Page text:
Sediment Connectivity in the Coupled Tidal Flat-Seagrass-Marsh System

Author: ORCID icon
Zhu, Qingguang, Environmental Sciences - Graduate School of Arts and Sciences, University of Virginia
Wiberg, Patricia, AS-Environmental Sciences (ENVS), University of Virginia

Seagrass and salt marsh are important sediment and carbon sinks in the global marine carbon cycle, yet are also among the most rapidly declining marine habitats. Their ability to sequester sediment and carbon depends on flow–sediment–vegetation interactions that promote sediment trapping and deposition, as well as high rates of primary production. Understanding sediment transport and the associated drivers within these ecosystems provides insight into how sediment and carbon accumulation in these systems responds to disturbance events and climate change. However, most previous studies of sediment transport within seagrass and saltmarsh ecosystems either have been limited in small spatial scale or mainly focused on processes relevant to one specific time scale. When submerged seagrass meadows occupy shallow tidal flats, very little is known about their effects on modulating sediment connectivity between the tidal flats and fringing intertidal marshes and the response of the coupled system to short-term disturbance events and longer-term drivers.
In this dissertation, I applied a process-based and spatially resolved hydrodynamic and sediment transport model Delft3D, in the shallow coastal bays within the Virginia Coast Reserve (VCR) on Virginia’s Atlantic coast, to quantify the sediment dynamics in the coupled tidal flat–seagrass–marsh system. The overarching research questions of this dissertation are: (1) what are the mechanisms that control sediment transport in the coupled tidal flat–seagrass–marsh system, and (2) how sediment accumulation rates and fluxes in this system respond to short-term events as well as seasonal wind patterns and seagrass growth cycle. I addressed the above questions in four research chapters. First, I applied the Delft3D model that couples flow–wave–vegetation–sediment interactions in South Bay, a successful seagrass restoration site with submerged seagrass meadows dominating the subtidal flats, to quantify seasonal seagrass impacts on bay dynamics during summer and winter conditions. Second, I extended the model simulation period to a complete annual cycle to examine the effects of seasonal and episodic variations in seagrass density on rates of sediment accumulation and carbon burial in the seagrass meadows. Third, I adapted the coupled Delft3D model to the unvegetated tidal flat–marsh system in Hog Bay, and investigated the impacts of episodic storm surge events on the coupled tidal flat–marsh system and the overall contribution of storm surge on marsh sediment deposition. Finally, I focused on analyzing annual simulation results in South Bay and examined the combined effects of seasonal wind patterns and seagrass density variations on sediment delivery and wave energy flux to an adjacent back-barrier marsh bordering the meadows in the bay.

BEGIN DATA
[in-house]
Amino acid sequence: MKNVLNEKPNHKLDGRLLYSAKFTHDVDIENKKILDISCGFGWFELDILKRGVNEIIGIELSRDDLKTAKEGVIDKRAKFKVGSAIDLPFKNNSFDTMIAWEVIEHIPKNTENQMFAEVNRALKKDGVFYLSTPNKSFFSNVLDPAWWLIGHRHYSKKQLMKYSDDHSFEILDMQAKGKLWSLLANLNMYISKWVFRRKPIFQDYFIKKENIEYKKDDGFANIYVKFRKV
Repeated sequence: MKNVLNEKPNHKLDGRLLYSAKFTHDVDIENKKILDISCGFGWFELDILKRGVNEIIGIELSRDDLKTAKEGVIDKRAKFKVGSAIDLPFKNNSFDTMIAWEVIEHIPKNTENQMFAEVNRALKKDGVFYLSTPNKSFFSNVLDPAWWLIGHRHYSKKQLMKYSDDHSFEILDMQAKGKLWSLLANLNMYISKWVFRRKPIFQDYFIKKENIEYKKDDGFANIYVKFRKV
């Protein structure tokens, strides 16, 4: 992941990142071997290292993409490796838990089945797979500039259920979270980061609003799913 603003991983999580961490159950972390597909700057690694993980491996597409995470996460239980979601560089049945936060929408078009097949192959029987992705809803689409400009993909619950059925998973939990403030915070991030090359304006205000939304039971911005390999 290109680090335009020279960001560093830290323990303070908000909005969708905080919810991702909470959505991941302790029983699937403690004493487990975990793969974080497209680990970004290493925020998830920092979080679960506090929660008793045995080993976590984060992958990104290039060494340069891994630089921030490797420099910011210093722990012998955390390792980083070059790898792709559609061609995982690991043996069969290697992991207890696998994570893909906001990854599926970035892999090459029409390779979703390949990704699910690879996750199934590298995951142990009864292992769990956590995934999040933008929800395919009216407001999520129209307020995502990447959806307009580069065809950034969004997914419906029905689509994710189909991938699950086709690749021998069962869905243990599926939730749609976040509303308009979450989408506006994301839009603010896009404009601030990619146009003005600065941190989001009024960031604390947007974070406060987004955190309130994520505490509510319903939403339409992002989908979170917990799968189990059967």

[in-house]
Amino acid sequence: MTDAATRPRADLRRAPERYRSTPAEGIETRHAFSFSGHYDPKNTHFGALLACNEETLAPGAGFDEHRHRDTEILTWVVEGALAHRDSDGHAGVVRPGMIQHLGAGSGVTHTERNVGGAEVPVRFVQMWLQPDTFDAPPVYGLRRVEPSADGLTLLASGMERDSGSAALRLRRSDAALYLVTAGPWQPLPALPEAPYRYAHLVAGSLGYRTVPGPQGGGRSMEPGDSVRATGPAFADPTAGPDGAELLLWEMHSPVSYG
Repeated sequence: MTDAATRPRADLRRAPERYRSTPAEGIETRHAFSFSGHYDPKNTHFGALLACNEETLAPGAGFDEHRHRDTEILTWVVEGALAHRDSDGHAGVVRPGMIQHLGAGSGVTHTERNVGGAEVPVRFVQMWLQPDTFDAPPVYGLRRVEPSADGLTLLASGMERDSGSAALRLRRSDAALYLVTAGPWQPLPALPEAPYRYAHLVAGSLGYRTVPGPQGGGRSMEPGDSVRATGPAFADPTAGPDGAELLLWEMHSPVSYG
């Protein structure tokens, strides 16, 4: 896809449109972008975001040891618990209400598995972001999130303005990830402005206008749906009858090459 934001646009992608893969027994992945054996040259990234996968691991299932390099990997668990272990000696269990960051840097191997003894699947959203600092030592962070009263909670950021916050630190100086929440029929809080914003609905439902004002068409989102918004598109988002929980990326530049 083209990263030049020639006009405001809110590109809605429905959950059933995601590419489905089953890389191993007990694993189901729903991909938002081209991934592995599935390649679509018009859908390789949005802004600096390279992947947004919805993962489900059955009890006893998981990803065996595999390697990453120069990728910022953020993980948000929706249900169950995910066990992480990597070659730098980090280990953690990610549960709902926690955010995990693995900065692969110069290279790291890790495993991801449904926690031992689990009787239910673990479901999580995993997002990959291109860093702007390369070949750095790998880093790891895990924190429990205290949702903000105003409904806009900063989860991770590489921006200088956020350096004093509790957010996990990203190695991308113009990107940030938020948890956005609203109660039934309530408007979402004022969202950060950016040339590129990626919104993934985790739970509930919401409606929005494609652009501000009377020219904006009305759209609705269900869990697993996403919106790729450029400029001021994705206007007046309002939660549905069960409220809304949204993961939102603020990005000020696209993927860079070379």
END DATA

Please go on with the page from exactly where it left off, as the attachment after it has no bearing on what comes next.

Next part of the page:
My results show that the presence of submerged seagrass meadows on shallow tidal flats plays an important role in controlling sediment resuspension on the flats as well as sediment delivery to adjacent salt marshes. Sediment accumulation rates within seagrass meadows changed non-linearly between seasons as a function of seagrass density. While seagrass meadows effectively reduced sediment resuspension and trapped sediment at meadow edges during spring-summer growth seasons, during winter senescence low-density meadows (< 160 shoots m⁻²) were erosional with rates sensitive to density. Due to this nonlinear control of seagrass density on sediment accumulation, there was strong variability of sediment accumulation rates in the meadow in response to winter density variations and marine heatwave events. In addition, seagrass meadows also significantly altered the timing of sediment transport to the adjacent marsh platform (winter peak, density control) and reduced total annual sediment flux by 12% compared to the simulation with no seagrass (flux controlled by winds).
I also found that episodic storm surge events play an important role in transporting suspended sediment from unvegetated tidal flats to intertidal salt marshes. Although storm surge events only occurred 5% of the time at the study site, they disproportionately contributed 40% of marsh deposition during 2009–2020. While wind-driven waves control sediment resuspension on tidal flats, marsh deposition during storms was largely determined by tidal inundation associated with storm driven water levels and increased linearly with storm surge intensity, suggesting that marshes at the study site will likely be supplied with more sediment, primarily from eroding tidal flats, if storm magnitudes and/or frequencies increase in the future.
Overall, these findings highlight the strong control vegetation has in erosional and depositional processes in shallow coastal bays and the implications for the resilience of seagrass and marsh sediment accumulation under future climate change. The results of this dissertation also provide useful information for coastal managers to inform conservation and management strategies in coastal wetlands and practical guidelines for process-based modeling of flow–wave–vegetation–sediment interactions in shallow coastal environments.

PHD (Doctor of Philosophy)
Sediment transport, Coastal Bays, Aquatic vegetation, Numerical modeling, Virginia Coast Reserve
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